Danny Baker’s tweet depicting the baby son of the Duke and Duchess of Sussex as a chimpanzee brought on a tsunami of Twitter outrage, and crushing pressure on the BBC to dismiss him immediately. Announcing just that on Thursday, a BBC spokesperson said “this was a serious error of judgement. It goes against the values we as a station aim to embody.” Baker may now be fired but the outpouring of outrage continues – here’s why.
Baker insists he isn’t racist, and didn’t realise the connotations of his tweet. He tweeted his “sincere apologies for the stupid unthinking gag pic earlier. Was supposed to be joke about Royals vs circus animals in posh clothes but interpreted as about monkeys & race, so rightly deleted” yet actually seemed surprised by the outrage at his “unconscious ridiculous tweet”. He didn’t mean it, he said, but we’ve heard this all before.
For centuries, derogatory and racist language has compared black people to monkeys, apes, chimpanzees. Dehumanising racism has long been the lived experience of mixed race and black communities. Of course, it goes back as far as the slave trade era, but continues to exist today under the politically correct term ‘unconscious bias’. But there is no such thing as unconscious bias, period. The correct term should always be racism and discrimination.
Is it surprising that a 61-year-old white man, and any sympathetic white person to his plight, thinks the outrage against him is political correctness gone mad? No, it’s not. White privilege has long whitewashed racist and inflammatory language as just ‘unconscious bias’; perpetuated the bigotry of intolerant white people as ignorance; camouflages racist behaviour like Baker’s as just ‘error of judgment’.
White privilege benefits every white person, regardless of their background or class, allowing them inherent advantages in society simply because of the colour of their skin. In the context of racism and discrimination, it is a vicious cycle that permits white people to get away with language and actions that are atrociously inflammatory and derogatory, and consequently cause irreparable damage of mistrust and inequality in our multicultural, multiracial society. In the wrong hands, white privilege incites racial hatred; leads to unchecked brutality, unfair treatment and discrimination against ethnic minorities; and visibly rewards racist behaviour of white people, whose advancement is not impeded in the least.
Is Danny Baker’s apology enough? The first thought that pops into my mind is: ‘what apology’? Is it the apology that says only those with “diseased minds” would see it as racist, or refers to BBC’s decision to fire him as “a masterclass of pompous faux-gravity”? Baker is not sorry or apologetic in his manner – he is a privileged white man who claims his lack of intent to cause racist offence should absolve him from what is objectively racist. Those who sympathise with Danny Baker, who say he lacked the motive to incite racial hatred, and sympathise with him because in their opinion he is a good broadcaster – are they suggesting that because he is a good broadcaster, he is incapable of being racist? This standard of accountability is another product of white privilege, and one never extended to black people. We are perceived and judged by negative stereotypes, our actions and language continually scrutinised and more often than not seen to fall short of white people’s standards.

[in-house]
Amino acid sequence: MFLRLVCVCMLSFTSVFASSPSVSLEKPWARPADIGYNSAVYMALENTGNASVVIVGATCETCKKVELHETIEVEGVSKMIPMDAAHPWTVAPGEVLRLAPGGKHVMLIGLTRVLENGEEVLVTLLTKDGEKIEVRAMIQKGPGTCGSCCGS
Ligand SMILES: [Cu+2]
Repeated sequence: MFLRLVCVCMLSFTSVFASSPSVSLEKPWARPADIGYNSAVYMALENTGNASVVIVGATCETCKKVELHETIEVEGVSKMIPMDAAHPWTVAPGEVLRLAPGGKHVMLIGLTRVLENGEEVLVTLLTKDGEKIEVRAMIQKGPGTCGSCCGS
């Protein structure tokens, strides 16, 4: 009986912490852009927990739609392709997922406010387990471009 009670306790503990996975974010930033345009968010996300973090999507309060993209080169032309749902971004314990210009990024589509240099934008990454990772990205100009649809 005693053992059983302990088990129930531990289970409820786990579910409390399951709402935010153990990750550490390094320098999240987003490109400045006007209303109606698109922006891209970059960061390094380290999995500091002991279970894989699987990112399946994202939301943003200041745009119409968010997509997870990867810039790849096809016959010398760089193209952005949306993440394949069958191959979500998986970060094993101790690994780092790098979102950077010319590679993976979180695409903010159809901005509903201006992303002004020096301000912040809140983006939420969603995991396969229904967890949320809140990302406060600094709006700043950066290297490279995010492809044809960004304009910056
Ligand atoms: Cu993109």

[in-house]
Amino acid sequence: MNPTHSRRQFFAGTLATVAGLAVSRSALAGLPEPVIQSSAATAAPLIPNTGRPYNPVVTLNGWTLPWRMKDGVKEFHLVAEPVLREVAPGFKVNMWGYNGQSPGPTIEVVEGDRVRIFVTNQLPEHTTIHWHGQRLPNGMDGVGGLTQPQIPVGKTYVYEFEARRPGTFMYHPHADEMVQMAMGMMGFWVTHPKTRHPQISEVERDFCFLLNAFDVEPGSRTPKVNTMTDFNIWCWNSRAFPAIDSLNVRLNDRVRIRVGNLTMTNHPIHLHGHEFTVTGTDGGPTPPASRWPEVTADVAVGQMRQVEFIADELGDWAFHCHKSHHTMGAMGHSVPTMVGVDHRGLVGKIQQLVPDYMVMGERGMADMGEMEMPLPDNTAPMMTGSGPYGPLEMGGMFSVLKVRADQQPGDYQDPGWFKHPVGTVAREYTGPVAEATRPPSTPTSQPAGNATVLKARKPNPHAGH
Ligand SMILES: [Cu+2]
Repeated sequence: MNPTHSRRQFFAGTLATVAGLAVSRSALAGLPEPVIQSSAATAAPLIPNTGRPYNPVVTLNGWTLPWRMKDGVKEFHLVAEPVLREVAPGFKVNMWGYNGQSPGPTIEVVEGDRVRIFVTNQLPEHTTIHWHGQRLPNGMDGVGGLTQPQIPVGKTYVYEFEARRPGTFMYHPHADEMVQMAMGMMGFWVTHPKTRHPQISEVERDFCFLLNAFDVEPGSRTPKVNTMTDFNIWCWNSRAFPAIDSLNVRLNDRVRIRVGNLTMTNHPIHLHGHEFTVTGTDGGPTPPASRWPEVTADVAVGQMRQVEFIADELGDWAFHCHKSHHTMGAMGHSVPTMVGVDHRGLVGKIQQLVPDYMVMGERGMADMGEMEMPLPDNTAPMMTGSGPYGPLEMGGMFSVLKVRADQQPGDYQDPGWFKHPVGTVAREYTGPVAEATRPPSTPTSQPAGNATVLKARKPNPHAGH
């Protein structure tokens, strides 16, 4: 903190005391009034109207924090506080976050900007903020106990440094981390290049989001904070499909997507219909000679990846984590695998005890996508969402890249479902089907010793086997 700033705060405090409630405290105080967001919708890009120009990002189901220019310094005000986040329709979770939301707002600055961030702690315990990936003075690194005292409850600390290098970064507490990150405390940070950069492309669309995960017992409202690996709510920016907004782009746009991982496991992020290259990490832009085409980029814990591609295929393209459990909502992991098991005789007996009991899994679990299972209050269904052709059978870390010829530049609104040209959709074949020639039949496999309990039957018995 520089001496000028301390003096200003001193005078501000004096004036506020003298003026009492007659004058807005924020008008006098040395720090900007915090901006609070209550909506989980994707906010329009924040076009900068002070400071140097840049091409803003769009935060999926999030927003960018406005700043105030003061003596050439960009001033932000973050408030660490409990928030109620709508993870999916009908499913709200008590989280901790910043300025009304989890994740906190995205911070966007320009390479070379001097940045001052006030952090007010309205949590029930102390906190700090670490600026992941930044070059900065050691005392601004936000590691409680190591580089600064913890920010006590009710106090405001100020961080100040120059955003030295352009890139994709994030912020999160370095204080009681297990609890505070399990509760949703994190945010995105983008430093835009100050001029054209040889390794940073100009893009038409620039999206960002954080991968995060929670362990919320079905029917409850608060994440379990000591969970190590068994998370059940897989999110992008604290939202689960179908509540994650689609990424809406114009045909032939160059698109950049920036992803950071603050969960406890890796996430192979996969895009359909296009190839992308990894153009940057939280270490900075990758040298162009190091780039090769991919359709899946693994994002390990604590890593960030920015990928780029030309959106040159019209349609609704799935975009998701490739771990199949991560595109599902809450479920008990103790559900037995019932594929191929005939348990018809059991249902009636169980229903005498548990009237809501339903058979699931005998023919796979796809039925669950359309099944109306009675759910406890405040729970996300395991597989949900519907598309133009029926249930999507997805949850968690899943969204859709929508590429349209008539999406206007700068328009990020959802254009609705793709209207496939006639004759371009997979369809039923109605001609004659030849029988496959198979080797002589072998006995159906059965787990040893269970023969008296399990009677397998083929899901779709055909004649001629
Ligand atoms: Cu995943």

Has Danny Baker got away with it? For some, like myself, his firing is the appropriate cause of action. Any institution, particularly publicly funded ones like the BBC, have a cultural responsibility to drive positive and progressive change. The reality is however that Baker is unlikely to stay fired long. There are too many (white and privileged) people with the power to bring him back from exile. So yes, I think he will get away with it in the long-term. Look at how the BBC failed to address the racist tweet of Sir Alan Sugar about Senegal’s World Cup football team in 2018. Maybe Baker was fired simply because his tweet was about the royal baby.
Nevertheless, I refuse to be discouraged – in one sense I am heartened to see the outrage produced a clear signal of a progressive society which demands action and justice in the face of wrongdoing. The unity in those voices drowned out Baker and his sympathisers. We need to carry this unity and weight into our workforce, into our politics and our social norms, so that language and actions like Baker’s can truly be a thing of the past.
Dr Shola Mos-Shogbamimu is a lawyer, women’s rights activist and founder of Women in Leadership